The number of identity fraud victims in the U.S. increased last year but quick detection reduced consumer losses, according to a new report by Javelin Strategy & Research.
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In a phone survey of about 4,800 U.S. consumers, the Pleasanton, Calif.-based research firm found that the number of identity fraud victims increased 22% to 9.9 million but total fraud losses increased only 7% over last year to $48 billion.
Javelin said the increase in fraud is likely due to the bad economy, but that consumers and businesses are detecting and resolving fraud more quickly. The mean consumer cost of an identity fraud incident was $496, down sharply from $718 last year. Javelin defines identity fraud as the unauthorized use of someone's personal information for financial gain.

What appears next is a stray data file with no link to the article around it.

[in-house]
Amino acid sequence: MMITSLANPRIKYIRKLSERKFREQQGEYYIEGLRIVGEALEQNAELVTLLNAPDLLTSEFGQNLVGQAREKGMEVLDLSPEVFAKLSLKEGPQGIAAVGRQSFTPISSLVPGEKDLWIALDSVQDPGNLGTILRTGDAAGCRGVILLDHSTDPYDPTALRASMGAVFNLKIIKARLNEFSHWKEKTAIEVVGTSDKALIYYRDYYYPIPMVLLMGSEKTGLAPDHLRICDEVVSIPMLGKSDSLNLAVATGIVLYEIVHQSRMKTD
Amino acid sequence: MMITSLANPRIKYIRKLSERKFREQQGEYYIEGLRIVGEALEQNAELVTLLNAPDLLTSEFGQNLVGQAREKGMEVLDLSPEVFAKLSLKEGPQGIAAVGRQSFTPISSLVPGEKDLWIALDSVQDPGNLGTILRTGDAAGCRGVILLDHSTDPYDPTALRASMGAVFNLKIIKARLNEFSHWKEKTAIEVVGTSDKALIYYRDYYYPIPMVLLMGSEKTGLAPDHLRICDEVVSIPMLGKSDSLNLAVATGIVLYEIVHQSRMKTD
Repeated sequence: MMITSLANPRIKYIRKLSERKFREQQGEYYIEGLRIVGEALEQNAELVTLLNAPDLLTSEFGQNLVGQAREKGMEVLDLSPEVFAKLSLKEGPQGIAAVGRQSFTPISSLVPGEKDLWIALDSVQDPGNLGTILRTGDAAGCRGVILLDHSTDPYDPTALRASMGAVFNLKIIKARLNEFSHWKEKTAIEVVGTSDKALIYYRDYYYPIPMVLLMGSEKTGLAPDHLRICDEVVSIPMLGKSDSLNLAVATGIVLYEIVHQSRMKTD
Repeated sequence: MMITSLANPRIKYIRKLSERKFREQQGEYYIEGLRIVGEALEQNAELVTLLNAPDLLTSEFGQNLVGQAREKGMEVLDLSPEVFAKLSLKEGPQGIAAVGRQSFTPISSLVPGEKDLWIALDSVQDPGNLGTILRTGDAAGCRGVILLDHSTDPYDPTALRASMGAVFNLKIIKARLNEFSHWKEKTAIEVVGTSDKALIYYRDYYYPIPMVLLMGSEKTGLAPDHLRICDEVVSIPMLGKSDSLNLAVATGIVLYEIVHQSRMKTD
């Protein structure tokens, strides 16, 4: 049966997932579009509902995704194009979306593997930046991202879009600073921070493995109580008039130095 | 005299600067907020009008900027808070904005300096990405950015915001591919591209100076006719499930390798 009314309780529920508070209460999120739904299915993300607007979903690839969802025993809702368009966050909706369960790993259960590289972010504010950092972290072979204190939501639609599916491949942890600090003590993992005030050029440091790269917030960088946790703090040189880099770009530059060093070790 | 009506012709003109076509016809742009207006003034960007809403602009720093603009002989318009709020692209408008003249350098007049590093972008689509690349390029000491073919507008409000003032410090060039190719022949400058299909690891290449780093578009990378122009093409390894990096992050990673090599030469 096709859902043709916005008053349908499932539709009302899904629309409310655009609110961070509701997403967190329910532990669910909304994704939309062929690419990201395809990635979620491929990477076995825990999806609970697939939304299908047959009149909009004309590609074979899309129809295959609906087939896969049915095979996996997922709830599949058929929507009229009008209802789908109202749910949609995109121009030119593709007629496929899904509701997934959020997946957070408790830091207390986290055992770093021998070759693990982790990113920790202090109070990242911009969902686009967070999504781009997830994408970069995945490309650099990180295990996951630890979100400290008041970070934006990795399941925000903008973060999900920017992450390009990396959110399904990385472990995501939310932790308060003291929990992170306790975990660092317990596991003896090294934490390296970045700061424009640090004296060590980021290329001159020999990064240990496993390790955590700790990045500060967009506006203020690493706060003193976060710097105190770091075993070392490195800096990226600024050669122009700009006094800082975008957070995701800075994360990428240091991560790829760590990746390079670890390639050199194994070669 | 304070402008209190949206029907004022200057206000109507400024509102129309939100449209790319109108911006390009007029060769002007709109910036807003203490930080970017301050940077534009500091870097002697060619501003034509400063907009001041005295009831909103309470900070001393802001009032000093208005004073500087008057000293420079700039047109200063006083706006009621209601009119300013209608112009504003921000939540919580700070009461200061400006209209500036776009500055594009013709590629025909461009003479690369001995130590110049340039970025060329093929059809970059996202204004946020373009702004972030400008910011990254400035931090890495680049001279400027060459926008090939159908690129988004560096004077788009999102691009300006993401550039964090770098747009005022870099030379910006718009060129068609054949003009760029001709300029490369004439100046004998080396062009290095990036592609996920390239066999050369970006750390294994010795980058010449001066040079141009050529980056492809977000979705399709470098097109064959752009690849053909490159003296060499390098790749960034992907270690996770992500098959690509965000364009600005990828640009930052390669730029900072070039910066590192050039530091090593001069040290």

The financial industry implemented stronger antifraud controls and made significant strides to resolve fraud incidents for their customers, James Van Dyke, Javelin president and founder, said in a prepared statement.
Lost or stolen wallets, checkbooks and credit and debit cards was still the most likely way fraudsters stole information, accounting for 43% of incidents where the access method was known, according to the study. Online methods accounted for just 11%.
Most identity fraud incidents involved Social Security numbers, names and addresses, but one in four victims experienced a PIN compromise on either their ATM, debit or credit cards, Javelin said.